In midfield, the central pair is likely to comprise two of Paul McKenna, Brian O'Neil and David Jones. McKenna is another who's been at North End forever; a scorer at Vicarage Road last season, his form this campaign hasn't been totally convincing. The experienced O'Neil is the "sorter", but popular Manchester United loanee Jones is perhaps likely to get a run out at home. Adam Nowland, on loan from Forest, can play in the centre of midfield or "in the hole" behind the main striker, but Dickson Etuhu, who memorably battered Jordan Stewart on the opening day, has joined the roadcrash at Carrow Road on loan.
On the flanks, two players who seem to be winning the fans round after slow starts to their Preston careers; Chris Sedgwick, a popular player at Rotherham and increasingly so here should play on the right, whilst Callum Davidson will play on the left. A recipient of some stick in the past, Davidson's committed approach and return to full fitness following several years interrupted by injury has allowed him to win many over. He's still on the slow side though, and benefits from the pace of Hill overlapping alongside him.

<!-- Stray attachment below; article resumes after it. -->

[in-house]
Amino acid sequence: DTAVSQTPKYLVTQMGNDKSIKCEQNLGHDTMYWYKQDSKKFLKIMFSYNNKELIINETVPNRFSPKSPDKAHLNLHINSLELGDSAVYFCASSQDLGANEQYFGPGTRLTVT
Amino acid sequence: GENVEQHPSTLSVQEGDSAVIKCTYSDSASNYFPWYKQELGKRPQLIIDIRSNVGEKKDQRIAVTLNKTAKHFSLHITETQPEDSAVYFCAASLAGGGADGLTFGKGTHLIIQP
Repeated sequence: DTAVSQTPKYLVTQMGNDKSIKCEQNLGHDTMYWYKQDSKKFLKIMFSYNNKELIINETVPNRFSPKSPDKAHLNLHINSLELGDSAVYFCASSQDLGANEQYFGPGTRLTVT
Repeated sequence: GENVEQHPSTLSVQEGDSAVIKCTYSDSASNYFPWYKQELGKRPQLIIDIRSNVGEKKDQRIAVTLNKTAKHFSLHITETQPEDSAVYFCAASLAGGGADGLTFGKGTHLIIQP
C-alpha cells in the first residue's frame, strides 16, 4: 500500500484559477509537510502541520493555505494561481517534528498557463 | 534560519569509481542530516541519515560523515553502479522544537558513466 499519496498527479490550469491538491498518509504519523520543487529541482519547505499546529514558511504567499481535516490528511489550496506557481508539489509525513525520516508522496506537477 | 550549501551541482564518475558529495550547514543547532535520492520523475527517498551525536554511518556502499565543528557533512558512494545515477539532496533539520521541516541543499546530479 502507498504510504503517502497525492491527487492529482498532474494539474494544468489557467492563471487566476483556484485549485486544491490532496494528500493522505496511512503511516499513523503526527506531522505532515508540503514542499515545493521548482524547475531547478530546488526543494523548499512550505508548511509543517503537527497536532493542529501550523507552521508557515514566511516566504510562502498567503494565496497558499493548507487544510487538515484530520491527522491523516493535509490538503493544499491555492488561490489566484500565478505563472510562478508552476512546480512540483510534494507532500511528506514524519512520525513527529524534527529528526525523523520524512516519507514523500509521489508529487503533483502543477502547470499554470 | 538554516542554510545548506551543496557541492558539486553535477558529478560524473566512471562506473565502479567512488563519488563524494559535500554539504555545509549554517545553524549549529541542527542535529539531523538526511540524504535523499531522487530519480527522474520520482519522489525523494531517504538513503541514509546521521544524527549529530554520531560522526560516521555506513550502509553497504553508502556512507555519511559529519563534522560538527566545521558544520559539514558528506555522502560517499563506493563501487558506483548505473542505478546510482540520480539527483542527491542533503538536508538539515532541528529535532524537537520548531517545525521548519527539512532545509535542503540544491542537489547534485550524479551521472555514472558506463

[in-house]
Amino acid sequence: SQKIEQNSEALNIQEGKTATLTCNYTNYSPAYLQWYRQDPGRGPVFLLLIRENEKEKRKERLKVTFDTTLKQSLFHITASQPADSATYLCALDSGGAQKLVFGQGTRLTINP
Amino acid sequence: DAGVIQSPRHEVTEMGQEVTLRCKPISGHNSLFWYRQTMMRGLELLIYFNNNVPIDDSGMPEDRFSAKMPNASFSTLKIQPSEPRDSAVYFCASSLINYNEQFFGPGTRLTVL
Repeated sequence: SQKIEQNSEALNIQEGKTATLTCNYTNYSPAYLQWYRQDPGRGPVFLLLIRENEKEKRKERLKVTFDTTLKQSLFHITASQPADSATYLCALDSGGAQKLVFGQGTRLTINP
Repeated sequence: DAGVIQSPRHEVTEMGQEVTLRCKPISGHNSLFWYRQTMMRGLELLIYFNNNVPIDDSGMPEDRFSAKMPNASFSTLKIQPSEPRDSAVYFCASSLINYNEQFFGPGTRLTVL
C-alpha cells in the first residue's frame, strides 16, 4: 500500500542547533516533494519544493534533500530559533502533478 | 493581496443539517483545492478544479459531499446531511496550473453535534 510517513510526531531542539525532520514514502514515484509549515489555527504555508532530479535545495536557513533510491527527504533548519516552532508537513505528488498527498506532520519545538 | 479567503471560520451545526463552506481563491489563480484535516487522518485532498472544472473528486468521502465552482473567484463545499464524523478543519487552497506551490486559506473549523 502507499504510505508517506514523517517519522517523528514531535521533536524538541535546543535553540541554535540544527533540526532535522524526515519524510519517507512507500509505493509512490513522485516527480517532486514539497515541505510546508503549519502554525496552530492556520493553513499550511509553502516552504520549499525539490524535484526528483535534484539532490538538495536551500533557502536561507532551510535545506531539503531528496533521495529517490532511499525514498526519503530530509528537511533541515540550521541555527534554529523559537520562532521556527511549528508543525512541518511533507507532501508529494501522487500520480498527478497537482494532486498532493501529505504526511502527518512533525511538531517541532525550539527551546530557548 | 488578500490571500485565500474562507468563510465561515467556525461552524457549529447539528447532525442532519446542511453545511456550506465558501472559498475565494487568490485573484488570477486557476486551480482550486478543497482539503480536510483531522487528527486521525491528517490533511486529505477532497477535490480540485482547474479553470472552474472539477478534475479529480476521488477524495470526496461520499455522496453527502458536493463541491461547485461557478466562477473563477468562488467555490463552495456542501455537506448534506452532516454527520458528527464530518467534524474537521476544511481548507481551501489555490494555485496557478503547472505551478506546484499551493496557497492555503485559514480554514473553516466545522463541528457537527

Up front, Preston don't seem short of options. David Nugent went off at half time on Saturday amidst rumours of medial ligament damage again curtailing his season, but confounded expectation by appearing off the bench at Loftus Road on Tuesday, coming on to score with his first touch in an energetic display. With every Everton defeat a January bid seems more likely, but for the moment Nugent is likely to regain a starting spot alongside the quick and persistent Patrick Agyemang. Daniele Dichio should be on the bench, but few are convinced by his signing yet, as you'd expect, whilst further options are provided by Dave Hibbert, signed from Port Vale over the summer, and Jemal Johnson, a talented but raw loan signing from Blackburn.
The absence of Clarke Carlisle from our defence makes this fixture a more challenging prospect still; coming away with anything from Deepdale will send us into two winnable home fixtures with our tails up. We've taken seven good points from our last three so-so performances, but another away win here really would add weight to the heady promotion bluster.